Think about planning for a cross-country trip. It’s exhilarating to hit the road and see where it takes you, but even the most spontaneous travelers have a destination and a rough timeline in mind. The same principle applies to strategic planning. Whether you’re planning for the next month, quarter, or year, it’s crucial to define the actions that will impact your desired outcomes.
According to Mark Kelly, CEO of NewEdge Growth, there’s often confusion between strategic planning and tactical execution. We can get so consumed with what we’re doing tomorrow that we lose sight of the bigger picture. So, let’s explore some of the common challenges and pitfalls of strategic planning and discover how we can overcome them.
Table of Contents
Understanding the Key Challenges
To effectively address strategic planning challenges, we need to understand their core causes. The main challenges include lack of ownership, poor communication, lack of alignment, and slow adoption. These hurdles can hinder the success of your planning process if not properly addressed.
Lack of Ownership
An effective strategy requires input from various departments and functions within an organization. However, to prevent a disjointed plan, there needs to be someone who takes ownership of compiling, documenting, and executing the final strategy. Kathleen Booth, VP of Marketing at clean.io, emphasizes that clear focus and commitment to priorities are essential for achieving the goals defined in the strategic planning process. An OKR (Objectives and Key Results) framework, with individual owners responsible for follow-through, can help ensure accountability.
Collaboration is crucial in the strategic planning process, but gathering all the necessary inputs can be challenging, especially in a growing organization. Disruptions like COVID-19 can make communication even more difficult, particularly without digital collaboration tools. Finding effective ways to communicate and collaborate is essential to overcome this challenge.
Lack of Alignment
Strategic alignment is vital for the success of any well-executed plan. However, a staggering 40% of executive leaders report a lack of alignment on strategy execution within their organizations, according to the 2020 Gartner Execution Gap Survey. To tackle this challenge, Charlotte Laing, Head of Marketing at Metrikus and AirRated, emphasizes the importance of input from all parts of the organization to understand the landscape, challenges, and the most effective direction.
Even with a solid strategic plan in place, its success depends on its adoption by your teams. In fast-growing companies, constant changes to tasks, roles, teams, and strategies can quickly render plans obsolete if teams are slow to adopt them. It’s vital to ensure that your strategic plan remains relevant to everyday processes and priorities by encouraging timely adoption.
Strategies to Avoid Planning Problems
While strategic planning certainly poses challenges, there are proven solutions to address them. Here are a few strategies to consider implementing in your organization:
Build and Simplify Business Strategies Visually
Creating a structured strategic plan through visual tools like GOST (Goals, Objectives, Strategies, Tactics) can provide a clear framework. Set goals, align objectives, determine strategies for each objective, and establish tactics for execution. Mark Kelly suggests that this comprehensive approach allows you to track progress and directly impact business outcomes.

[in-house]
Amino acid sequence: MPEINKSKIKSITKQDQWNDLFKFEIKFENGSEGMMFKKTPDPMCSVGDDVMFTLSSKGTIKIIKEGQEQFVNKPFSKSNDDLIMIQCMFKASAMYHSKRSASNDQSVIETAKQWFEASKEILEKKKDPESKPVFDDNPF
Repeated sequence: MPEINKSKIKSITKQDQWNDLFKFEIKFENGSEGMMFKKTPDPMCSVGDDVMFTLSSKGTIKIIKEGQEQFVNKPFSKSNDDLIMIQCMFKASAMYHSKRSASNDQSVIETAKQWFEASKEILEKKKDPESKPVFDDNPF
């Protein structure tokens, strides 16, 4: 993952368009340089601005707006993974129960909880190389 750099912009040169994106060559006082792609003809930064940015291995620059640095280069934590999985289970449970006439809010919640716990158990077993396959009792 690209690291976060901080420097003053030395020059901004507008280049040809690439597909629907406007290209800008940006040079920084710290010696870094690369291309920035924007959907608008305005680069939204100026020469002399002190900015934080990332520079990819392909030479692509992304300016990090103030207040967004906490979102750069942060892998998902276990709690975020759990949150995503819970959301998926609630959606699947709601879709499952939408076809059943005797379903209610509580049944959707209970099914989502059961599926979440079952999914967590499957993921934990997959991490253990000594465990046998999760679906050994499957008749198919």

Create a Living Strategy Document
An effective strategy document is one that can evolve as market conditions change or new information emerges. Embrace flexibility and adapt your plan as needed. Don’t hold onto outdated strategies; instead, recognize when the equation has changed and make the necessary adjustments.
Scale with Resources in Mind
To unlock growth opportunities, it’s crucial to have a strategic plan that can scale with your company. Gartner reports that organizations successfully executing new growth strategies increase profitability by 77%. As you build your plan, consider how resources will be utilized as you scale. Thinking ahead will help you move beyond the pilot phase and achieve sustainable growth.
Design and Conduct Effective Training
To ensure a successful strategy shift, schedule education and training sessions to align your team with the new direction. This will minimize disruptions and help everyone understand and implement the new strategy effectively.
Make Data-Driven Decisions
Integrate data into your strategic planning process to build a solid plan. Relying on intuition alone can lead to wrong decisions. In times of uncertainty, like during the COVID-19 pandemic, quickly test and leverage relevant data to guide your target market and priority decisions. Let data lead the discussion and decision-making process for a more informed strategy.
Collaborate and Communicate
Throughout the planning process, ensure effective collaboration and communication. Include your team in strategic decisions, regardless of their size or impact. Schedule dedicated sessions to discuss proposed changes and develop plans together. This inclusive approach fosters team buy-in and often leads to better decisions.
Follow Up and Review
No strategic plan is set in stone. Regularly review the results, iterate, and optimize. Establish clear key performance indicators aligned with your company goals and set realistic expectations for results. Make time for reactive tasks to act on new ideas and adjust priorities when necessary.
Strategic planning is a complex task, but with the right tools, proactive thinking, and effective execution, you can overcome common pitfalls and shape your organization’s future. To learn more about the 5 Ws (Who, What, When, Where, Why) behind strategic planning, visit 5ws.wiki.